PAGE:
Bloomberg News

Taiwan’s Stocks, Currency Slump on Tax Fears

April 04, 2012

The benchmark Taiex index sank 2.8 percent to 7,543.85 as of 9:39 a.m. in Taipei. Photographer: Maurice Tsai/Bloomberg

The benchmark Taiex index sank 2.8 percent to 7,543.85 as of 9:39 a.m. in Taipei. Photographer: Maurice Tsai/Bloomberg

Taiwan’s stocks slumped the most since December and the currency weakened after the stock exchange chairman said the island is likely to impose a capital- gains tax on share transactions.

The benchmark Taiex index sank 2.1 percent to 7,595.47 as of 10:24 a.m. in Taipei, poised for the biggest decline since Dec. 19. Taiwan’s currency weakened 0.2 percent to NT$29.53 per dollar, the largest drop since March 12. Markets were closed yesterday for a holiday.

There’s a “99 percent” chance that Taiwan will introduce the tax to address social inequalities and to raise tax revenues, Schive Chi, chairman of Taiwan Stock Exchange Corp., said in an April 3 interview. The Taiex has slumped 5.6 percent the past five trading days since the Economic Daily reported the government was evaluating the tax.

“There’s a lot of displeasure among investors,” Eric Chou, who helps manage around $1.8 billion at Jih Sun Securities Investment Trust Co. in Taipei, said in a telephone interview. “The capital gains tax proposal is negative to the market. There will be more talks this afternoon and there’s still a lot of uncertainty.”

The government’s tax overhaul panel is discussing today whether to reinstate the tax. Deputy Finance Minister Tseng Ming-chung didn’t immediately return three phone calls seeking comments. The Ministry of Finance is aiming to reach a decision in a month, Finance Minister Christina Liu said in a reply to questions from lawmakers at a meeting in parliament on April 2.

Certain Reaction

Taiwan has exempted securities transactions from capital- gains taxes since Jan. 1, 1990, according to the stock exchange’s website. The tax was set aside after a year because of widespread evasion and the government has contemplated reintroducing it since at least 1993. During elections earlier this year, President Ma Ying-jeou and the opposition advocated the tax to help narrow a wealth gap among Taiwan’s population.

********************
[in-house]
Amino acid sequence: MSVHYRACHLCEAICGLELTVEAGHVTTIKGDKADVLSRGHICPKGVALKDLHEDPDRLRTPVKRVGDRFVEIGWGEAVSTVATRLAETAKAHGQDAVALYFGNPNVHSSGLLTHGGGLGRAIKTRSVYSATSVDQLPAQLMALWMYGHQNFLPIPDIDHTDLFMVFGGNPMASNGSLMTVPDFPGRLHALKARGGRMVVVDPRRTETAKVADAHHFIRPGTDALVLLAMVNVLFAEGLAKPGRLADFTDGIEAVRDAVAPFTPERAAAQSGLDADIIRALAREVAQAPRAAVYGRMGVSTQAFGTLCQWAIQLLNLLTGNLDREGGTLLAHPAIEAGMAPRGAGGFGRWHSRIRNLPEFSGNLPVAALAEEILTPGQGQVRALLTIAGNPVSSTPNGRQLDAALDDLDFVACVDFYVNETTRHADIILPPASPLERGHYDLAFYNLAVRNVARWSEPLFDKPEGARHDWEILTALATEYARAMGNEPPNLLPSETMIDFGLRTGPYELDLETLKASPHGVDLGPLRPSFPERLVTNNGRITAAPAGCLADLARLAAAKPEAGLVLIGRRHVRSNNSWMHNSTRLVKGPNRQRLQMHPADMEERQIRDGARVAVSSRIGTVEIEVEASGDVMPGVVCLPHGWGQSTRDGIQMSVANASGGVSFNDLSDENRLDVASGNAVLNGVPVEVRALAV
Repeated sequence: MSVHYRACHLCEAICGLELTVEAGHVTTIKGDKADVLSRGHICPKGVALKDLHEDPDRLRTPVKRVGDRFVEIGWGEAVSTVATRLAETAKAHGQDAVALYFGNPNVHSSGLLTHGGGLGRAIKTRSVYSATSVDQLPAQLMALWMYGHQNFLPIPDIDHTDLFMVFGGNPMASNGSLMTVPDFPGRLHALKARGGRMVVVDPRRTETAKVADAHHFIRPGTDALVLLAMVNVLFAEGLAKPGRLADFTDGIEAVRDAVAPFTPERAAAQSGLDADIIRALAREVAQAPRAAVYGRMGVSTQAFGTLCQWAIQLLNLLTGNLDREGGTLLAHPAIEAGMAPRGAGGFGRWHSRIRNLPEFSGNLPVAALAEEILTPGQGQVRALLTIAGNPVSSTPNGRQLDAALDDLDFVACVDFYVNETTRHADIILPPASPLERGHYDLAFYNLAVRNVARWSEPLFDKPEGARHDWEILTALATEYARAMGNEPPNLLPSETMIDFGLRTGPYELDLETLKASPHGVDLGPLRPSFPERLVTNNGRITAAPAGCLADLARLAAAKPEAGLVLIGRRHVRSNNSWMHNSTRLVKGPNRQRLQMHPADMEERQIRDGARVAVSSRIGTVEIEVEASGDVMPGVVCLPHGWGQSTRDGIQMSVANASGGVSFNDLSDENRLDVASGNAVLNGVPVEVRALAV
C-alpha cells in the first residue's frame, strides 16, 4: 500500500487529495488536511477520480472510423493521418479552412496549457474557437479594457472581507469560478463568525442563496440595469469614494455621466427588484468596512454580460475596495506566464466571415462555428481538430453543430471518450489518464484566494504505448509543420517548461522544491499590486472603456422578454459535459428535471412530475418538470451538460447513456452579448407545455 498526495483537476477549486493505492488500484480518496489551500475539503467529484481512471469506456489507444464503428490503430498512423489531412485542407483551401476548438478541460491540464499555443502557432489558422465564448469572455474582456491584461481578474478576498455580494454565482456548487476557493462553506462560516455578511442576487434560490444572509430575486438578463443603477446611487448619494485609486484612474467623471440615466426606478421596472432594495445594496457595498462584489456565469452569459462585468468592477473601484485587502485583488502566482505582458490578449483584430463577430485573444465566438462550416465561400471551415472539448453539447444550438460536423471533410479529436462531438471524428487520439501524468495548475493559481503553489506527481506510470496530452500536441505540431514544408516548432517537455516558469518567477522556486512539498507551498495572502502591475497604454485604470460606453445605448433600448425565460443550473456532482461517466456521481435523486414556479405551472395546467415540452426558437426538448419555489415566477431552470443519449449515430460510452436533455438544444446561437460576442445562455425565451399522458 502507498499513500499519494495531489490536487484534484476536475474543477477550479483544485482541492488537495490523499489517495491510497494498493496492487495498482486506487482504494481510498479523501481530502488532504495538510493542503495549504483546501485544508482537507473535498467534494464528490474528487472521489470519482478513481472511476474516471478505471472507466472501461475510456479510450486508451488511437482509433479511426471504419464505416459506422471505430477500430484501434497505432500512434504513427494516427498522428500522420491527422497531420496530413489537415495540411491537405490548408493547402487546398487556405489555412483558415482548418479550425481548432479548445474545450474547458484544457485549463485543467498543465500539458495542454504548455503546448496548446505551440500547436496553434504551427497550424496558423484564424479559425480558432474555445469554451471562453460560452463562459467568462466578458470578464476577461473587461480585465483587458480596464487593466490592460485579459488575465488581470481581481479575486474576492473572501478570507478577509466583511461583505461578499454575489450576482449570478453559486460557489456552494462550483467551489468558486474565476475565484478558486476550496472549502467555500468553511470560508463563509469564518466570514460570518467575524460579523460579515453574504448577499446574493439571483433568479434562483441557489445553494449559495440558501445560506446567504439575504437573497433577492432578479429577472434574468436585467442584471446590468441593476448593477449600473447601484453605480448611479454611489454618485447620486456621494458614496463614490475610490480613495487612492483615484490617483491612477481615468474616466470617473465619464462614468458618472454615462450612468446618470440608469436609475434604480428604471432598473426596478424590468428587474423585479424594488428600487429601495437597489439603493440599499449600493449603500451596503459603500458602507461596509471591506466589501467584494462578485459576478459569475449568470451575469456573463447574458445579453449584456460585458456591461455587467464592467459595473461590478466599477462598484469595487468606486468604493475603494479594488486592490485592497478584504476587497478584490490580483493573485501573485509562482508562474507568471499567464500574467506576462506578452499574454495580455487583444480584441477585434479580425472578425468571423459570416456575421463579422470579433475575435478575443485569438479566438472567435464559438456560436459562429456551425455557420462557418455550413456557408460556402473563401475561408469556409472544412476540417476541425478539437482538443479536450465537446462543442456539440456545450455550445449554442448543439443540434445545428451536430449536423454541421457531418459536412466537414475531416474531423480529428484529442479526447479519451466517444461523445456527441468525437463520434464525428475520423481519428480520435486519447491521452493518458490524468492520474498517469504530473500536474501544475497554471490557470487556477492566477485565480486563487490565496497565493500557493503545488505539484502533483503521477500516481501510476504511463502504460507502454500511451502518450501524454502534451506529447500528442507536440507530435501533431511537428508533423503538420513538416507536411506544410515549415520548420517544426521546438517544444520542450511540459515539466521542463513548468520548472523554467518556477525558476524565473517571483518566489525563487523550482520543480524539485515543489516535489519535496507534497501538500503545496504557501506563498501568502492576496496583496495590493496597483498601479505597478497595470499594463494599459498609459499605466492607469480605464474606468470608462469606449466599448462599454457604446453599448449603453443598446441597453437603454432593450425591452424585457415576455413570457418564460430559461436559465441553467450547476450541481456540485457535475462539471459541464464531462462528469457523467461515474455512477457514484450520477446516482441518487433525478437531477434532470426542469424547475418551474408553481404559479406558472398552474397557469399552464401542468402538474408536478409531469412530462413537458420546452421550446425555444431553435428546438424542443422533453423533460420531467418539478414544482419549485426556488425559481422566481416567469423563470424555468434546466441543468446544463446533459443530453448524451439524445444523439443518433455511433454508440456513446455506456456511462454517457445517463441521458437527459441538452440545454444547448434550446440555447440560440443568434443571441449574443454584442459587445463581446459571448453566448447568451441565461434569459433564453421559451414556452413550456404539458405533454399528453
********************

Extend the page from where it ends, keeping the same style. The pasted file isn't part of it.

“The market will certainly react to this but I think that is because how the capital gains are going to be taxed is still not clear,” Schive, chairman of Asia’s seventh-largest stock market, said in an April 3 interview in Boao, China.

Taiwan Semiconductor Manufacturing Co., the Taiex’s biggest member by index weighting, sank 1.7 percent to NT$83.60. Hon Hai Precision Industry Co. (2317), the gauge’s second-largest constituent, lost 0.9 percent to NT$109.

Losses in Taiwan’s dollar may halt at NT$29.60 as exporters will probably sell U.S. dollars at this level, according to Tarsico Tong, a currency trader at Union Bank of Taiwan in Taipei. At NT$29.45, importers would buy the greenback, he said. The yield on the benchmark 10-year government bond was unchanged at 1.27 percent after falling one basis point earlier.

Overseas Investors

“The Taiwan dollar is falling because the stock market is lower,” Tong said. “The government is talking about imposing the capital-gains tax.”

In 1988, when the plan for a tax was discussed, stocks fell for 19 consecutive days, dropping 33 percent in a month, Schive said. Shares are unlikely to slump as much this time because more companies are traded on the bourse and there’s a larger proportion of overseas investors, he said.

Foreign funds bought $127 million more Taiwan stocks than they sold this week through April 3, adding to this year’s net purchases of $5.1 billion, according to exchange data.

The Taiex has rallied 7.4 percent this year on speculation of a U.S. economic recovery and as Ma’s re-election as president on Jan. 14 fueled optimism the island would strengthen economic ties with China. The gauge is valued at 14.6 times estimated profit, a 40 percent premium to the MSCI Emerging-Markets Index (MXEF)’s 10.5 times, data compiled by Bloomberg show.

To contact the reporter on this story: Weiyi Lim in Singapore at

To contact the editor responsible for this story: Darren Boey at

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